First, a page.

Paint a Picture
Communication can be tricky! Here’s one way to make sure you are on the same page with the person you’re talking to.
A few years ago I was having a problem with one of the leaders in my church. We seemed to be continually miscommunicating, it was beginning to break down our relationship. We’d have a conversation or made a decision and it seemed like my friend would go off and do the exact opposite.
Now at one point he approached me and said “Dave, I’m starting to lose trust in you. It seems like every time we discuss something or make a decision; you go and do the opposite”. Well it was pretty obvious that we had to sit down and talk.
So, we got together for breakfast one time and we realized we were using the same word but with a different meaning. It turns out that we both placed a really high value on team leadership, but we had very different pictures of what that looked like. Now this was back in the 90s when Chicago Bulls were in there hay day and winning all the Championships.
So my friend said “Dave, here’s how I see it, we’re the Bulls and you’re Michael Jordan, and our job is to get you the ball so we can score”. And I said “That explains everything, because I don’t have that picture at all, I don’t think of it that way. If we’re the Bulls, then I am Phil Jackson, and my job is to get everyone in the right place and working together so the team can win”.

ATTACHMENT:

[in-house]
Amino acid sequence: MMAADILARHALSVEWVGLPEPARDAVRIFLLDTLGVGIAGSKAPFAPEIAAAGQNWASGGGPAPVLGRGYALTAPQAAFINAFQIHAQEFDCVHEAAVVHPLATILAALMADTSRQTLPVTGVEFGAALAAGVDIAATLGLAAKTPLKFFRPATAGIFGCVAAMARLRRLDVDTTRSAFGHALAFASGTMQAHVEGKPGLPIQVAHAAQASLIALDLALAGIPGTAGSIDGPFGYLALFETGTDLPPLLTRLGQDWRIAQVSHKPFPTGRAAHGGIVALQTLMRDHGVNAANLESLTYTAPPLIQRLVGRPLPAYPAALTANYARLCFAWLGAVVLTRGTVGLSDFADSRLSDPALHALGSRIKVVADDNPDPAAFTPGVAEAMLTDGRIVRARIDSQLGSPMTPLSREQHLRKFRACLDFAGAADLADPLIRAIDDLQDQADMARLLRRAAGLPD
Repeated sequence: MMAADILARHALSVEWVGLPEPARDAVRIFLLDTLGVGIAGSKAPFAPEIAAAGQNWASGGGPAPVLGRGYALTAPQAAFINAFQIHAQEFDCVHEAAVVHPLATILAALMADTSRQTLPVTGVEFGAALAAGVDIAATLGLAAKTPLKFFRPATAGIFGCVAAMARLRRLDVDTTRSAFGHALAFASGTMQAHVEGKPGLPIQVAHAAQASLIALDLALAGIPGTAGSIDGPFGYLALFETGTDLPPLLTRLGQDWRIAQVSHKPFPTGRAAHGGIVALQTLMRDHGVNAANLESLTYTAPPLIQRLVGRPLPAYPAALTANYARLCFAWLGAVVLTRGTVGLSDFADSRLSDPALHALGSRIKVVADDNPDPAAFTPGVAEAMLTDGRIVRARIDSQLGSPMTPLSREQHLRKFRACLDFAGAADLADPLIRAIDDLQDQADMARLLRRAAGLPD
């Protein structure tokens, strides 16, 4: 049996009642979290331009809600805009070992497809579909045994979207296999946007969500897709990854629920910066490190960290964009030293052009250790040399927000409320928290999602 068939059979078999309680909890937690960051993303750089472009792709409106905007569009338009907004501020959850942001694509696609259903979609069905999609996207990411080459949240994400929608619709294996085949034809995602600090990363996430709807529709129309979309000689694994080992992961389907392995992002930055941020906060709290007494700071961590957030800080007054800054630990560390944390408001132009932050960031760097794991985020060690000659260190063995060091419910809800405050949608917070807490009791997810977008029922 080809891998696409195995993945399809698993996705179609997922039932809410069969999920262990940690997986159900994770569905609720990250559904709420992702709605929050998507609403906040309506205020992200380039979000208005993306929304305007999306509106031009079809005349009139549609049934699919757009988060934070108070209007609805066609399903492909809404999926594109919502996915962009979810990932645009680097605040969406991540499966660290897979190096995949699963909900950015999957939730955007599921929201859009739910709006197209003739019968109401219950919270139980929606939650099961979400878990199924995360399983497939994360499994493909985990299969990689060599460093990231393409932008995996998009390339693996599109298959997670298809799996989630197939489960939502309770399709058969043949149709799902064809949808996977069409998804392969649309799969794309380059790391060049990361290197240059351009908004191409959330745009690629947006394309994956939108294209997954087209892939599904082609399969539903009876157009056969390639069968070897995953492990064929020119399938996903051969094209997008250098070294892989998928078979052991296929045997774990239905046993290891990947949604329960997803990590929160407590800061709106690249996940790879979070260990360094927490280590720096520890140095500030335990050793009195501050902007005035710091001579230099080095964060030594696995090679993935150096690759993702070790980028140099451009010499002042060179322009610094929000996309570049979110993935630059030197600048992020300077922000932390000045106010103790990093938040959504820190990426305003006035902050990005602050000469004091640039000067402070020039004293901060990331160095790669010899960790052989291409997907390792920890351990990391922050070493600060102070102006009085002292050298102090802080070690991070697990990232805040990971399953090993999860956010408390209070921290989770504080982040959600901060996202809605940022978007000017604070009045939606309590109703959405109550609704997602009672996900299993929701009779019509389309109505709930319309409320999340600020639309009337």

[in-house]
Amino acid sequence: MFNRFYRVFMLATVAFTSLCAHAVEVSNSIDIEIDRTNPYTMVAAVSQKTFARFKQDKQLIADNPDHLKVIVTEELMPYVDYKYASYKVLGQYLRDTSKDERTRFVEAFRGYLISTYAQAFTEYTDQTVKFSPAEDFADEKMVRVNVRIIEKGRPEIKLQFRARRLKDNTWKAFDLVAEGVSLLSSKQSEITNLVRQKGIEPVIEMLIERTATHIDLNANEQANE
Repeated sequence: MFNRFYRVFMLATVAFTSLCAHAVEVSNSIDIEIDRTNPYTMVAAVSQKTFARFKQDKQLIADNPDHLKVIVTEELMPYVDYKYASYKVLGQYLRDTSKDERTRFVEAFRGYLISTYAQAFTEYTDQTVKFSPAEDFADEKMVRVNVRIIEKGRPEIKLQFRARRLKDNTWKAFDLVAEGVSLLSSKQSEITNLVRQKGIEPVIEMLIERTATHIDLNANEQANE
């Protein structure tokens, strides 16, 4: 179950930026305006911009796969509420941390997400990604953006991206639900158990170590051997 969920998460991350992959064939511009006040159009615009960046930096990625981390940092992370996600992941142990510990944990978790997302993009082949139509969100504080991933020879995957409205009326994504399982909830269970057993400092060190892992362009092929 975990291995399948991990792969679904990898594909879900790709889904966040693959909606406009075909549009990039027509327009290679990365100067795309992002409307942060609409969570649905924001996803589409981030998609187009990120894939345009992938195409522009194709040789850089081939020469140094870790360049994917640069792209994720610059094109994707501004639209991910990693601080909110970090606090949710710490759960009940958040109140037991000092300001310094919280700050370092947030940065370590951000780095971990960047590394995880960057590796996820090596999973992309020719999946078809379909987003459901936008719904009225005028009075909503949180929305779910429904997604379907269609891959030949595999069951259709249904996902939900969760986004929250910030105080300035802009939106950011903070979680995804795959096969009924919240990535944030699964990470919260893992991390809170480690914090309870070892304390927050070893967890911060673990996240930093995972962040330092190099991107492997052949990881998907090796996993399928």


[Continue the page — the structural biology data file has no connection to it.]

Now clarifying those pictures helped us break through the problem and move forward together. I learned a very valuable lesson. Sometimes you can be using the same words and mean very different things. Differences don’t always happen because someone is being irresponsible, or because they lack integrity, sometimes it’s actually, just a simple misunderstanding.
Take the time to clarify key terms ahead of time with your people, paint pictures. Don’t just assume that the other person is using your definition of a word. The time you take on the front end, to make sure you are communicating clearly, will save you both time and headaches later.
I’m learning that to actually accomplish and effect change in my executive role begins with first taking the TIME to think and visualize what I want the outcome to look like. I appreciated the contrast between having technical competence and having the ability to project that technical competence to your team.